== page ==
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Toy Rescue: over 100 spare toy parts can now be 3D printed

Users can download 3D models for free and print them at home

In the additive industry we often talk about 3D printing spare parts for the aerospace and transport industries, but there is another area where on-demand spare parts could make all the difference: toys!

Dagoma, a European 3D printing company, realized that the ability to 3D print a spare part for a figurine or doll could make all the difference to a child and extend the lifetime of toys significantly. To address this, the company has launched Toy Rescue, an online platform dedicated to 3D printable toy models.

Toy Rescue Dagoma 3D

Though it may have been possible in the past to comb through 3D model platforms to find the odd toy part, now consumers can directly search for and find the part they need. The Toy Rescue platform hosts over 100 toy parts, which were been 3D scanned and modeled by a team at Dagoma.

Users can simply browse Toy Rescue and find an array of the most commonly broken or lost toy components—from doll arms and shoes, to board game pieces, to knobs and wheels. Each 3D model can be downloaded for free and 3D printed by the user at home. Or, if the toy owner does not have a 3D printer, Toy Rescue will connect them with a community of “Dagoma Makers.”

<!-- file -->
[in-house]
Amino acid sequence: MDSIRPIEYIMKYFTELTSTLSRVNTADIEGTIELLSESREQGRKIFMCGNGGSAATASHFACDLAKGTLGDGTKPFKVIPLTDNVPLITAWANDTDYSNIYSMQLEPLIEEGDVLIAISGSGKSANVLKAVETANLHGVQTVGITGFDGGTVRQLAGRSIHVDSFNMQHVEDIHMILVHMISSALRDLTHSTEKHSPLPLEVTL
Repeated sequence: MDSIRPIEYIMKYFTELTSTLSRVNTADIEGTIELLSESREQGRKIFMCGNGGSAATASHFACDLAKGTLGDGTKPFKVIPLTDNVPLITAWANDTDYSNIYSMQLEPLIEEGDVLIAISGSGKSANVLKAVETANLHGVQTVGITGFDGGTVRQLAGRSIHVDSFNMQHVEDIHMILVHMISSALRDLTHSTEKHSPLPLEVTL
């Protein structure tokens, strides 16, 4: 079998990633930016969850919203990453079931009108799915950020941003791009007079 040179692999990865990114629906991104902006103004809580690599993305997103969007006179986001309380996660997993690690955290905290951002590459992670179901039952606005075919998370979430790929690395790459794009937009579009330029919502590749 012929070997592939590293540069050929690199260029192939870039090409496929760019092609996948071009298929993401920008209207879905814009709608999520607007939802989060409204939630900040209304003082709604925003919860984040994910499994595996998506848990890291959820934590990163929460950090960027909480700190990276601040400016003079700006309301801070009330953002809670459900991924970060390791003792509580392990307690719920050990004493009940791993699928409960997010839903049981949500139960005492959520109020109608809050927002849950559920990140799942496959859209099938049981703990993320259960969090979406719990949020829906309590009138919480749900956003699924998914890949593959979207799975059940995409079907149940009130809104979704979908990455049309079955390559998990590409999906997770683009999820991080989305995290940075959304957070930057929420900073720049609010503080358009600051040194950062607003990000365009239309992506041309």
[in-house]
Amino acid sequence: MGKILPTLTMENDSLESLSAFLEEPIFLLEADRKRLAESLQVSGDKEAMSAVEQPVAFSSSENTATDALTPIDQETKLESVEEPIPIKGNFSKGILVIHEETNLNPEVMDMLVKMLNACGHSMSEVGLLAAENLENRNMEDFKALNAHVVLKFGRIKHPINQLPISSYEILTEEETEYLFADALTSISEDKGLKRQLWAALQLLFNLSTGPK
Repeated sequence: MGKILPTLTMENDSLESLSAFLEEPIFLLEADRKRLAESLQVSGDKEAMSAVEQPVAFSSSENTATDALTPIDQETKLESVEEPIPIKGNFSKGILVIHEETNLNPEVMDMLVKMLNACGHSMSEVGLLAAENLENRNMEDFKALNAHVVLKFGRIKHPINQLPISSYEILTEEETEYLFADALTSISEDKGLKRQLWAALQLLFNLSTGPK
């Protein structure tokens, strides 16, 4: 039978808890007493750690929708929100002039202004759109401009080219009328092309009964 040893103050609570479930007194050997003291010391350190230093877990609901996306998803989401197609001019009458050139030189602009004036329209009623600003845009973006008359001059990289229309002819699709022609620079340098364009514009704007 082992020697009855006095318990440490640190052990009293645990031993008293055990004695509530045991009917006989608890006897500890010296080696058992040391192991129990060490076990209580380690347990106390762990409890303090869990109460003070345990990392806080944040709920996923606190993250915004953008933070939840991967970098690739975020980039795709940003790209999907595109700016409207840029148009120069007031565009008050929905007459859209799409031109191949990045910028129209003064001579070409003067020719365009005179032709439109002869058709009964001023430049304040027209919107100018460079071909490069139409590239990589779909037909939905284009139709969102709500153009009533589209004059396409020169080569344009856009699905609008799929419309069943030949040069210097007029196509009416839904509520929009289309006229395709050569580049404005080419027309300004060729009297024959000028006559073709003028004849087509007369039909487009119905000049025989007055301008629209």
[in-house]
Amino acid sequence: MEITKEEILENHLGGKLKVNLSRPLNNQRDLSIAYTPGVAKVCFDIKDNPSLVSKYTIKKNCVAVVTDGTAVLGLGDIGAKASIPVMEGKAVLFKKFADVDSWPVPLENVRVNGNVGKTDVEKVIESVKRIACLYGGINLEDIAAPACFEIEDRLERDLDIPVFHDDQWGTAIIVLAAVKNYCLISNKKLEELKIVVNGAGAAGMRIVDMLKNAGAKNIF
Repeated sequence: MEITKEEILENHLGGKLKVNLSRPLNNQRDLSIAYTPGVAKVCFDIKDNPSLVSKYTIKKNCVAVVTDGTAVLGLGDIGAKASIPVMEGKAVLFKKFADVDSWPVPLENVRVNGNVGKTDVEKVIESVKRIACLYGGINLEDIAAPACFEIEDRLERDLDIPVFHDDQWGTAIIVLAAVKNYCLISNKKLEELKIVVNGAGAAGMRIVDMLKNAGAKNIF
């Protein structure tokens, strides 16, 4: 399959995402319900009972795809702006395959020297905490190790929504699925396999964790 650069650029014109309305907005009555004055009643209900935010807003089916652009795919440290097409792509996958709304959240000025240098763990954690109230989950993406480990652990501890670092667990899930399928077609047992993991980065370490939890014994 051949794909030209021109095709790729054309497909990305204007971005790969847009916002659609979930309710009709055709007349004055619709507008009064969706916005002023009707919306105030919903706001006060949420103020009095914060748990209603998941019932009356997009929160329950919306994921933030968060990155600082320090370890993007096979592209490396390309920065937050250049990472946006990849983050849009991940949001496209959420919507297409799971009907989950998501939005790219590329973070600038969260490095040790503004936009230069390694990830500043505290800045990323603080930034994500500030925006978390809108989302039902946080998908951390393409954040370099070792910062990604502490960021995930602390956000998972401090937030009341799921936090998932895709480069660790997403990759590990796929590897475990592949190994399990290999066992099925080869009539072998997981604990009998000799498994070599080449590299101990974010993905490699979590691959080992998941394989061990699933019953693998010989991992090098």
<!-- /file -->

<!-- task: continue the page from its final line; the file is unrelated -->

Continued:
Toy Rescue Dagoma 3D

At the same time, Dagoma is also working behind the scenes to develop a filament made from broken (and impossible to repair) plastic toys. By transforming unfixable toys into filament, the hope is to keep plastic out of landfills and oceans. Moreover, the filament could itself be used to fix broken toys—a perfect cycle.

Dagoma has strategically launched the Toy Rescue platform just weeks before Christmas—a day where millions of children will receive new—often plastic—toys. The online platform hopes to curb the number of toys that are discarded because of a missing piece.

As the company writes on the Toy Rescue website: “Before, as soon as part of a toy was broken or lost, there was just one fate awaiting your toy: the bin. Now, you can fix them. And avoid a sad ending to a happy life.”

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Tess Boissonneault

Tess Boissonneault moved from her home of Montreal, Canada to the Netherlands in 2014 to pursue a master’s degree in Media Studies at the University of Amsterdam. It was during her time in Amsterdam that she became acquainted with 3D printing technology and began writing for a local additive manufacturing news platform. Now based in France, Tess has over two and a half years experience writing, editing and publishing additive manufacturing content with a particular interest in women working within the industry. She is an avid follower of the ever-evolving AM industry.

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